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- In Times of Peril - 30/55 -
He was, however, mistaken, for the very next day a shell entered, and burst in the room, the fragments inflicting a mortal wound upon Sir Henry, who died a few hours afterward. The loss was a heavy one indeed, both to the garrison, to whom his energy, calmness, and authority were invaluable, and to England, who lost in him one of her noblest and most worthy sons. On his death the command of the defense devolved upon Colonel Inglis, of the Thirty-second Regiment, a most gallant and skillful officer. After this, day after day the fighting had continued, the enemy ever gaining in numbers and in strength, erecting fresh batteries, and keeping up a ceaseless fire night and day upon the garrison.
The Warreners with their guide experienced the difficulties which this increased activity of the attack caused to emissaries trying to enter or leave the Residency. After it had become dark they swam the Goomtee, and made a wide circuit, and then tried to approach the river again opposite the Residency. Several batteries, however, had been erected on this side since the guide had left, five days before, and these were connected by a chain of sentries, so closely placed that it would have been madness to endeavor to pass them unseen. It was clear that the mutineers were determined to cut off all communication to or from the garrison. The little party skirted the line of sentries, a line indicated clearly enough by the bivouac fires on the near side of them. Round these large numbers of mutineers were moving about, cooking, smoking, and conversing.
"It is hopeless to attempt to get through here," said Ned.
"We will go on to the road leading to the iron bridge," the guide replied; "we can follow that to the river and then slip aside."
Here, however, they were foiled again, as fires were lighted and there were sentries on the road to forbid all except those on business to pass. Presently a body of men came along, bearing shell upon their heads for the service of the batteries on the other side of the river.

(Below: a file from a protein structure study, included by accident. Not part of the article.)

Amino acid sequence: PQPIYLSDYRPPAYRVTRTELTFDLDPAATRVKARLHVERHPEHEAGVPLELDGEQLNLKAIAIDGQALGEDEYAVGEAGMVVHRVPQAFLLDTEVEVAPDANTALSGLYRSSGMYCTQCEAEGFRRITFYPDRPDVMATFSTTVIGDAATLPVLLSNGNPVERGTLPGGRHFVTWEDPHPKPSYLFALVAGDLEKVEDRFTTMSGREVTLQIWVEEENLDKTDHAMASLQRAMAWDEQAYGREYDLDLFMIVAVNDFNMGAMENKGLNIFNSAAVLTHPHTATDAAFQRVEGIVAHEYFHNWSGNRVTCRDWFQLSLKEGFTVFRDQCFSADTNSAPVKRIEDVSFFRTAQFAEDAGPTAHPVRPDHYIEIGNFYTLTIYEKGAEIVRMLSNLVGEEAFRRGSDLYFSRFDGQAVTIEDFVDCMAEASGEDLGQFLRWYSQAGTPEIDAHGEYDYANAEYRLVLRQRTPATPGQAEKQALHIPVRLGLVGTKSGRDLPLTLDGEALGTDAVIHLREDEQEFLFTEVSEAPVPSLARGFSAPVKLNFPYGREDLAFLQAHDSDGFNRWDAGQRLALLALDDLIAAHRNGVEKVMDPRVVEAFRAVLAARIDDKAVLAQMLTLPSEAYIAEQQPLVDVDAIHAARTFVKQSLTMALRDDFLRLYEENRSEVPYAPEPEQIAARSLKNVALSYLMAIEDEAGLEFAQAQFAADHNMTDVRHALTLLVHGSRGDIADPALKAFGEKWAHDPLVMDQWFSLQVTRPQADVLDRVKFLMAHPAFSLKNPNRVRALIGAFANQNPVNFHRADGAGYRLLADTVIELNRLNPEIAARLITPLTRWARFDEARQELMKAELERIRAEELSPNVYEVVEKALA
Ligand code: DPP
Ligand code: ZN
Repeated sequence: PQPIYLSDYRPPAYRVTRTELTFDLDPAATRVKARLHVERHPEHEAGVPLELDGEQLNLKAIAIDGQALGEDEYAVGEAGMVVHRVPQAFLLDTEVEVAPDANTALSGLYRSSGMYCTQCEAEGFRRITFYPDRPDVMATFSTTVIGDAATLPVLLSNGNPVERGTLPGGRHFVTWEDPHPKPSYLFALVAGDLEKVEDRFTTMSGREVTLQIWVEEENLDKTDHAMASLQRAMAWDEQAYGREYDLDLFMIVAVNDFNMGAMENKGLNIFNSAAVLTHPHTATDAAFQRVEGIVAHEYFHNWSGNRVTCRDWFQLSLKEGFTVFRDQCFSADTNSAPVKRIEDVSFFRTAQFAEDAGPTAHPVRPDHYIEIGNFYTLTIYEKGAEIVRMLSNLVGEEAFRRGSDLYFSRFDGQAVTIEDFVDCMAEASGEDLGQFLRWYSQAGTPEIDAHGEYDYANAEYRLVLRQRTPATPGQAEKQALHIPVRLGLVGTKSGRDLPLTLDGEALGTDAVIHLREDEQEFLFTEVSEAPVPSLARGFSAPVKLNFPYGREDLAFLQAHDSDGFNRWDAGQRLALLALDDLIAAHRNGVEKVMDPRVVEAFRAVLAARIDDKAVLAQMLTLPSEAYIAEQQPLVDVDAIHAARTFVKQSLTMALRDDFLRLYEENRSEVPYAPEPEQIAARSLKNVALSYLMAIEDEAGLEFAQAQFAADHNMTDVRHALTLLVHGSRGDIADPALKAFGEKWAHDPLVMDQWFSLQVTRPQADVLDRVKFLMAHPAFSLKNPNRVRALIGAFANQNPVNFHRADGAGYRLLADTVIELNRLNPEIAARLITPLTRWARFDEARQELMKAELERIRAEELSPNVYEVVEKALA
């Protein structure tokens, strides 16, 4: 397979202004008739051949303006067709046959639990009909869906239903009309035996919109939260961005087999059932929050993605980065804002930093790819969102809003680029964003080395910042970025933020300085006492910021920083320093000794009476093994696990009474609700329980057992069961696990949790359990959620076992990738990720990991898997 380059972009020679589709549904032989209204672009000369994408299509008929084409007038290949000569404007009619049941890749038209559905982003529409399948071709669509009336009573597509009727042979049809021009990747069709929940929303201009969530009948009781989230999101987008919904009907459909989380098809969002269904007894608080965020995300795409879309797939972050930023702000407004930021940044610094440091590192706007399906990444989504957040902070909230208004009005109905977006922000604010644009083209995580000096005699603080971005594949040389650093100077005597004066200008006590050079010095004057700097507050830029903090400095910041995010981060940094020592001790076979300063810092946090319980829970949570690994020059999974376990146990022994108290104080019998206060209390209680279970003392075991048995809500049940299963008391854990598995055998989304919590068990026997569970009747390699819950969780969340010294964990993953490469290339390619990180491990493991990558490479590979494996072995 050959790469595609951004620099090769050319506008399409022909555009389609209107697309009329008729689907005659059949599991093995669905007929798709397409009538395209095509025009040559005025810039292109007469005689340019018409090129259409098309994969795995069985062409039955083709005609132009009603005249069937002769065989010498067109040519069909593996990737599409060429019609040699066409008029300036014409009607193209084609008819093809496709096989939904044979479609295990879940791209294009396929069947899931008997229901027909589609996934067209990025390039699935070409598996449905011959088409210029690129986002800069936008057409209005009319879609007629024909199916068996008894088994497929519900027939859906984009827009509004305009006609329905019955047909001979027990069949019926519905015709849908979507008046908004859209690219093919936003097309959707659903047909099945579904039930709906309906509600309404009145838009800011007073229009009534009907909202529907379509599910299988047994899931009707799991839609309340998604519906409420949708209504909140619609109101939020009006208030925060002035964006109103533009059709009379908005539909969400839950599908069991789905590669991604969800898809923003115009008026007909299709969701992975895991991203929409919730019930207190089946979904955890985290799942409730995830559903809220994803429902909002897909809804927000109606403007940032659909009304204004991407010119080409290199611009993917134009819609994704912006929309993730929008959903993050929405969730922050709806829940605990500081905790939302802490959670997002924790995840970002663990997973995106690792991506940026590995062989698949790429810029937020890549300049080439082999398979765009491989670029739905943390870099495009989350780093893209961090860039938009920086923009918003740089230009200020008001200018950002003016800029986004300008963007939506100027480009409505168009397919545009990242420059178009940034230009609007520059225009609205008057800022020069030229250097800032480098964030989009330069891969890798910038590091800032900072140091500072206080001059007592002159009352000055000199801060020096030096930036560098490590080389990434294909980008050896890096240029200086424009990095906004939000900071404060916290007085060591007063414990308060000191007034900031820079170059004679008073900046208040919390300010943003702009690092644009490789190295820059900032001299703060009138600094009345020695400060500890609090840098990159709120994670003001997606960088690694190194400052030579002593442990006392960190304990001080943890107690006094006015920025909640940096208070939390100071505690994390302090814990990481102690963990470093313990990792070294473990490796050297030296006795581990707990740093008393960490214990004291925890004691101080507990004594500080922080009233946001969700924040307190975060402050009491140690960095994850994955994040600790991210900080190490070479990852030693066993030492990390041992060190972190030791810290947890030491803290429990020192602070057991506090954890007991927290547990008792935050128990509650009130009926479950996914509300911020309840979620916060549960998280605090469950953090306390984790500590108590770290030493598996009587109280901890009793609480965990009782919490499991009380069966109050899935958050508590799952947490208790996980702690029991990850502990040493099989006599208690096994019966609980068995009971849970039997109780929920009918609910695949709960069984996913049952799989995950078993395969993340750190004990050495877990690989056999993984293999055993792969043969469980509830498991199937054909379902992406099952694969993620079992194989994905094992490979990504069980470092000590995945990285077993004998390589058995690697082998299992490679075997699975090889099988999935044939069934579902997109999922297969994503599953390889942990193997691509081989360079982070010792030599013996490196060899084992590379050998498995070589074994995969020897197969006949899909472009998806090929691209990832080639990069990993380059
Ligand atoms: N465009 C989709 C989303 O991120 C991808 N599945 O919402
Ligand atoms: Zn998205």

"Whence are they fetching these?" Ned asked the guide.
"From the king's magazine, a quarter of a mile away to the right. They are taking ammunition, now, for the bridge is within four hundred yards of the Redan battery, and they cannot cross at daylight under fire."
"Here is a party coming back," Ned said; "let us fall in behind them, go to the magazine and get shell, and then follow back again till we are close to the bridge, and trust to luck in getting clear."
The guide assented, and they followed the Sepoys down to the magazine, keeping a little behind the others, and being the last to enter the yard where the loaded shell were standing.
Each took a shell and followed closely upon the heels of the party. In the dark no one noticed the addition to their number, and they passed the sentries on the road without question. Then they fell a little behind. The natives paused just before they reached the bridge; for the British knowing that ammunition was nightly being carried over, fired an occasional shot in that direction. The party halted under shelter of a house until a shot flew past, and then hurried forward across the exposed spot. As they did so, the Warreners and their guide placed the shells they were carrying on the ground, turned off from the road, climbed a garden wall, and in a minute were close to the river.
"Go silently," the guide said; "there are some more sentries here."
Stealing quietly along, for they were all shoeless, they could see crouching figures between them and the water, every twenty yards apart.